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Hearing Aid Alternatives: Assistive Listening Devices

Hearing Aid Alternatives: Assistive Listening Devices 2

Assistive Listening Devices help people communicate better in one-to-one conversations. Generally, ALDs take the form of hand-help amplifiers with microphones that boost the sound the wearer wishes to hear closer to the ears.

ALDs can capture nearby sounds and may filter some level of background noise. These personal devices are available in the form of wireless FM devices, alerting devices, and other propriety devices that serve as ancillary equipment to hearing aids and cochlear implants.

Assistive Listening Devices VS Hearing Aids

Many people who use assistive listening devices may not need hearing aids. ALDs have a much simpler working mechanism, unlike hearing aids which have a more sensitive and sophisticated system meant for long-term use. 

Assistive listening devices can offer instant amplification while hearing aids can adjust and improve a person’s hearing over time.

Types of Assistive Listening Devices

Various types of ALDs help improve sound transmission for people with hearing loss or hard-of-hearing individuals even with no diagnosed hearing loss. Some assistive listening devices are designed for large areas such as theaters, classrooms, churches, terminals, and airports. Some types of ALDs are designed for personal use in small settings and one-on-one conversations. 

All types of ALDs can be used with or without hearing aids or cochlear implants.

Audio induction or hearing loop

Hearing loops, also known as induction loops, are powered with a copper wire placed around a room connected via a special loop driver to a certain sound system. An electromagnetic field connects to a telecoil in hearing aids, telecoil receivers, and cochlear implants.

Hearing loops are the most user-friendly ALD option and the most in-demand type on the market.  These ALDs are simple, discreet, and effective. Simply switch the devices to telecoil program and users can automatically receive clear and customized sound directly to the ears.

People who don’t use hearing aids or don’t have access to telecoils need to use a hearing loop receiver or headphones to connect to the system.

Infrared system

Infrared systems work like TV remote controls with a transmitter sending speech or music from a sound system or public address to an IR receiver using invisible infrared light waves. The technology of infrared systems cannot be used outdoors during the day because it could be affected by light.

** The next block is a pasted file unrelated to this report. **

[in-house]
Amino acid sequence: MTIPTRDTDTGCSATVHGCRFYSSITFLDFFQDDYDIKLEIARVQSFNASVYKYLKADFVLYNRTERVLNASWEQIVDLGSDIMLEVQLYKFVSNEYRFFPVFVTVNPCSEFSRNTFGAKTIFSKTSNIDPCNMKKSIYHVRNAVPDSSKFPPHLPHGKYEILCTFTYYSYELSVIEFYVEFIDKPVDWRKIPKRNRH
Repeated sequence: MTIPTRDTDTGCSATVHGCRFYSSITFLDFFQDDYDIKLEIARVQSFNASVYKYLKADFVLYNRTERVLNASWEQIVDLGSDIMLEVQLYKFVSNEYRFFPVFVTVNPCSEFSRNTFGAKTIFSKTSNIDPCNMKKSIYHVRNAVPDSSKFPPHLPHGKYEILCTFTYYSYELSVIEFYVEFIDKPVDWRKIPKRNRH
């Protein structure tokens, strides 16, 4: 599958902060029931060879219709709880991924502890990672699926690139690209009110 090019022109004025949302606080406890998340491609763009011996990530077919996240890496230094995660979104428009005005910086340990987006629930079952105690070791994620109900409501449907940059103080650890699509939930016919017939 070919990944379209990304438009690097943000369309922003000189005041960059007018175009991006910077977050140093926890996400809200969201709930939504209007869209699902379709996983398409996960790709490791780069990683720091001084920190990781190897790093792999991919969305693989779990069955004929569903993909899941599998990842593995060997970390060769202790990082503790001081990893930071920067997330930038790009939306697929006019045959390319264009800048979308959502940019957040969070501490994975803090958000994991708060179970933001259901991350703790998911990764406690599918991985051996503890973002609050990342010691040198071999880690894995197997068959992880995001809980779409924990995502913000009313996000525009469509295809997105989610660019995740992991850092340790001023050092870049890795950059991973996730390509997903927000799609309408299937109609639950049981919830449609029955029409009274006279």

Since IR signals are sent and received in a straight line, users are encouraged to sit as centrally as possible. Users sitting in areas with poor sightlines may expect interference or receive no sound signal at all.

FM system 

FM Systems, otherwise known as Radio Frequency Assistive Listening System, is a wireless low power FM frequency radio transmission from a sound system to FM receivers. Unlike infrared systems that are affected by direct sunlight, FM systems can go smoothly even when used outdoors. However, FM systems offer less confidentiality because the signals cannot be contained in a given area.

Personal amplified system

Personal sound amplification products (PSAPS) offer a wide range of benefits of hearing aids at a fraction of the cost. However, as the name suggests, PSAPs are only limited to amplifying sounds. These devices cannot address other components of hearing loss, such as distortion.

Assistive Listening Devices FAQs

What is the most commonly used assistive listening device?

Hearing loops are the most user-friendly and preferred assistive listening device. Discreet and effective, users simply switch their devices to the telecoil program and automatically receive sound directly to the ears.

Why are assistive listening devices necessary?

Assistive listening devices make personal connections to devices easier, giving users an opportunity to enjoy easier and clearer one-on-one communication. ALDs help amplify sounds especially when there’s a lot of background noise.

Can assistive listening devices take the place of hearing aids?

Assistive listening devices can be used with or without a hearing aid or cochlear implants. ALDs generally amplify sounds but for people with hearing loss, hearing aids are the best choice over assistive listening devices.

Assistive Listening Devices | Rockledge, FL

Hearing aid technology has come a long way since they were invented decades ago. Assistive listening devices can serve as an accessory to complement hearing aids and cochlear implants. Harbor City Hearing Solutions offers a wide range of assistive listening devices that can be paired not only with hearing aids but with smartphones and other functional devices as well.

Contact us today to schedule a consultation!

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At Harbor City Hearing Solutions, we take the time to get to know you and get a full understanding of your hearing needs so that we can help you find the right hearing solution. ​

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